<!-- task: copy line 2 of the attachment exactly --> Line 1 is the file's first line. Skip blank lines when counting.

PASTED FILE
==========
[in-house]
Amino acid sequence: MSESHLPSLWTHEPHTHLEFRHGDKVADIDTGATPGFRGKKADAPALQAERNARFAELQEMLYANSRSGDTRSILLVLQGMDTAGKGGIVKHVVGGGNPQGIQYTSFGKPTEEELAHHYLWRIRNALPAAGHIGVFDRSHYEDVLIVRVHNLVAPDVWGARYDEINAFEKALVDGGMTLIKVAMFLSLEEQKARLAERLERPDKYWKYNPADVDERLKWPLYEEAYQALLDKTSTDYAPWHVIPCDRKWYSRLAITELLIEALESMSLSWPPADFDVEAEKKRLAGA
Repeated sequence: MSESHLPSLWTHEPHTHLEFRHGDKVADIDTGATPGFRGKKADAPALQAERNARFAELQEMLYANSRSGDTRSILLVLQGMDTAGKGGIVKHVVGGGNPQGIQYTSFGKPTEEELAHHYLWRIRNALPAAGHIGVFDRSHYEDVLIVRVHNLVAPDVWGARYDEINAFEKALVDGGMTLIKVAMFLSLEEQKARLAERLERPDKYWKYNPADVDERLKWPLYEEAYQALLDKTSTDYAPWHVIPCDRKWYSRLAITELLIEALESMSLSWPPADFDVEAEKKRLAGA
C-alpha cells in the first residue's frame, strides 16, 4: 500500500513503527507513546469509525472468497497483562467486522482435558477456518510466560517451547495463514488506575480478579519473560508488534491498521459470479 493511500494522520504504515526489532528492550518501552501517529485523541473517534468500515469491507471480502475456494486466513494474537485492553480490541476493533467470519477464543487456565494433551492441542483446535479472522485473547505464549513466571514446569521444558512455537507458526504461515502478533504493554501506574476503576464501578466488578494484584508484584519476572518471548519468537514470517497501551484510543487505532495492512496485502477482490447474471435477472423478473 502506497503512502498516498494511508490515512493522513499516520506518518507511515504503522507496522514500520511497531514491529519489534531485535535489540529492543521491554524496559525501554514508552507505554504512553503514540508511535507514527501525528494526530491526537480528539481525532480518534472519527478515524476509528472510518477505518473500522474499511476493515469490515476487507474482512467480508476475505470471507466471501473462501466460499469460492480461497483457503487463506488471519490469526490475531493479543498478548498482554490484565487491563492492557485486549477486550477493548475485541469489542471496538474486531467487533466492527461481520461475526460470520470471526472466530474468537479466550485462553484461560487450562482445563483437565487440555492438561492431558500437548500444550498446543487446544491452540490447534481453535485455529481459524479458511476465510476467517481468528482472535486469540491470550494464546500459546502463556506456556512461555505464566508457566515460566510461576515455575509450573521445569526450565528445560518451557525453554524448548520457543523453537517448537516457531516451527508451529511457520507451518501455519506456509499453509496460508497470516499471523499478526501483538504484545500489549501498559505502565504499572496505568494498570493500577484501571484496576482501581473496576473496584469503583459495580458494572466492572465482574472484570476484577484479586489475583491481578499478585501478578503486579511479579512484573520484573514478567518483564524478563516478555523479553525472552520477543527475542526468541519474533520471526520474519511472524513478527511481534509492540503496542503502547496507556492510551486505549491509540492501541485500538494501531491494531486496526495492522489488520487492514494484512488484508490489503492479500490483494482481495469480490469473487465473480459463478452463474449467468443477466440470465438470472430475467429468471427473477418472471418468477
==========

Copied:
Amino acid sequence: MSESHLPSLWTHEPHTHLEFRHGDKVADIDTGATPGFRGKKADAPALQAERNARFAELQEMLYANSRSGDTRSILLVLQGMDTAGKGGIVKHVVGGGNPQGIQYTSFGKPTEEELAHHYLWRIRNALPAAGHIGVFDRSHYEDVLIVRVHNLVAPDVWGARYDEINAFEKALVDGGMTLIKVAMFLSLEEQKARLAERLERPDKYWKYNPADVDERLKWPLYEEAYQALLDKTSTDYAPWHVIPCDRKWYSRLAITELLIEALESMSLSWPPADFDVEAEKKRLAGA